Are you really unaware of the fact that your 521 zealous posts on the subject, combined with your absolute refusal to consider what anyone else here has to say on the subject, does nothing to further the topic?

What a shocking revelation to find out you only want to talk to people who agree with you WHOLEHEARTEDLY!
It's always going to be that those that are not well educated on the subject are naysayers. It's common. This is why I'd like to start a dialogue based on the premise bitcoin "works", and it can be separate from those that want to argue about something they have done very little research on.

Did you see piepounder's post? Do you see how they are furthering the dialogue, while you are just repeating emotionally based criticism of my character rather than engaging on the subject? Anyone can create conflict that doesn't add to the discussion-you aren't doing anything useful and you have limited time on this earth. You don't belong in this thread.
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Old 11-14-2017, 12:42 PM   #15
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Re: The role of central banking in a world of increasing crypto-currency adoption

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Originally Posted by Nooseknot View Post
See, I'd rather dialogue with you, then the other threads already. I agree with you WHOLEHEARTEDLY. But we HAVE had historical circumstances where gold was fairly relevant and although it didn't necessarily circulate it did have an positive effect on the quality of money that did circulate.

I think you would understand why most bitcoiners are unwilling to talk about how a deflationary currency won't circulate very well.
there were also historical circumstances where people thought gigantic stone discs were a good store of value.

but then there were better alternatives that were safer and easier to manage.

i'm sorry, but for me the discussion about this hypothetical ends at
widespread adoption and use vs increasing purchasing power.
a currency that has both will not exist alongside today's alternatives.
i've got nothing to add or discuss going forward.

/funny side note: one might argue that rai stones, the stone discs i'm talking about, were a primitive form of blockchain.

Last edited by BooLoo; 11-14-2017 at 12:51 PM.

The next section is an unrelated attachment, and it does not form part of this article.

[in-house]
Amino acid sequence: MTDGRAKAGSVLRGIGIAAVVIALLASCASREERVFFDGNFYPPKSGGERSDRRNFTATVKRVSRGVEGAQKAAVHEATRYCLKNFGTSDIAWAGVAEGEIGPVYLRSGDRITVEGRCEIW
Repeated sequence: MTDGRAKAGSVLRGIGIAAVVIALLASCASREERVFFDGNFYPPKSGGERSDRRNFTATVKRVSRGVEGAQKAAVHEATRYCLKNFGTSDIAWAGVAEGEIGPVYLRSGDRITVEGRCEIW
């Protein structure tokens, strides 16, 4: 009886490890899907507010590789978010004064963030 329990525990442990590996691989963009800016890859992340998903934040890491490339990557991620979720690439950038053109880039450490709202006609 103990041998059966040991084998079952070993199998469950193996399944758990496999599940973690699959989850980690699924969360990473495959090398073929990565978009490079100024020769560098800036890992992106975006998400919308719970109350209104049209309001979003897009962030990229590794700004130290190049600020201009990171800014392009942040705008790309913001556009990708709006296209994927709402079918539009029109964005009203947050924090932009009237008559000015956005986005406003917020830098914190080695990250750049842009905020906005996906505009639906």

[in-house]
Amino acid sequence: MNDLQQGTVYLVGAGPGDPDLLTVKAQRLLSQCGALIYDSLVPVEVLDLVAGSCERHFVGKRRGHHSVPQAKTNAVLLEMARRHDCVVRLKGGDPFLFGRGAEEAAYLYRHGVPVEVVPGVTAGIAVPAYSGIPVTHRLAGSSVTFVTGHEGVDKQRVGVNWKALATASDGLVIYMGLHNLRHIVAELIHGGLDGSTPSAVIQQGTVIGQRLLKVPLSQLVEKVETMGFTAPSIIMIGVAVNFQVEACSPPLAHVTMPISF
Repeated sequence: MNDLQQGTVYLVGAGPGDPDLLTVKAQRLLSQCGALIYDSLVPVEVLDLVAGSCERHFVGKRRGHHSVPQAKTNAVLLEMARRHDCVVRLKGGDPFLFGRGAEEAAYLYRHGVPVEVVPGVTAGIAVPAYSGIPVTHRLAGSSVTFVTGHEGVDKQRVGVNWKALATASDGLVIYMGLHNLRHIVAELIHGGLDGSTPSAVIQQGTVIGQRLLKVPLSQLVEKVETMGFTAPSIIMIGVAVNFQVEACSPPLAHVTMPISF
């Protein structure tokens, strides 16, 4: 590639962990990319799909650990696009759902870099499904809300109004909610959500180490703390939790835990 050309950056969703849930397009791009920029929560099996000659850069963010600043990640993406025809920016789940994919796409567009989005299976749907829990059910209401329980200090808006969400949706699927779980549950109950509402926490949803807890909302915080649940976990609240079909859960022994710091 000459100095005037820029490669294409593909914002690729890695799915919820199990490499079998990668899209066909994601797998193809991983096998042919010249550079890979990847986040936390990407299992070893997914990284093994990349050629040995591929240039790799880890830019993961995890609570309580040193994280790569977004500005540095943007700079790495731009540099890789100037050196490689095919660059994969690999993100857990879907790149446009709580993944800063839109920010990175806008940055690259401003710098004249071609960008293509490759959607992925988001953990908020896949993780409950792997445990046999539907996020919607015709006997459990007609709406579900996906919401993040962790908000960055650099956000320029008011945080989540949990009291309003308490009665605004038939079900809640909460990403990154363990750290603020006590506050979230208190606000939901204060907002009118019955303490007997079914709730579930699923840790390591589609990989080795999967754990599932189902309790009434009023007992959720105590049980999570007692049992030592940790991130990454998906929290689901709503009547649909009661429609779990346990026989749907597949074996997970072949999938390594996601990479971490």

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Old 11-14-2017, 12:44 PM   #16
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Re: The role of central banking in a world of increasing crypto-currency adoption

I'm not sure we're in a world of "increasing crypto-currency adoption" yet. Who is actually using these as a store of value and/or as a means of economic exchange?
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Old 11-14-2017, 12:48 PM   #17
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Re: The role of central banking in a world of increasing crypto-currency adoption

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there were also historical circumstances where people thought gigantic stone discs were a good store of value.

but then there were better alternatives that were safer and easier to manage.

i'm sorry, but for me the discussion about this hypothetical ends at
widespread adoption vs increasing purchasing power.
a currency that has both will not exist alongside today's alternatives.
The history is that you can have a high value low velocity medium like gold and this functions in tandem with a lower value high velocity medium like a form of paper money. I don't believe bitcoin (especially layer 1) can be the former. But it can still be very valuable and allow for high value settlement. I don't see it as a world currency. But that it can function like a digital gold still allows for the possibility that it puts pressure on central banks to adjust their policies in relation (ie see op quoting CR report)


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I'm not sure we're in a world of "increasing crypto-currency adoption" yet. Who is actually using these as a store of value and/or as a means of economic exchange?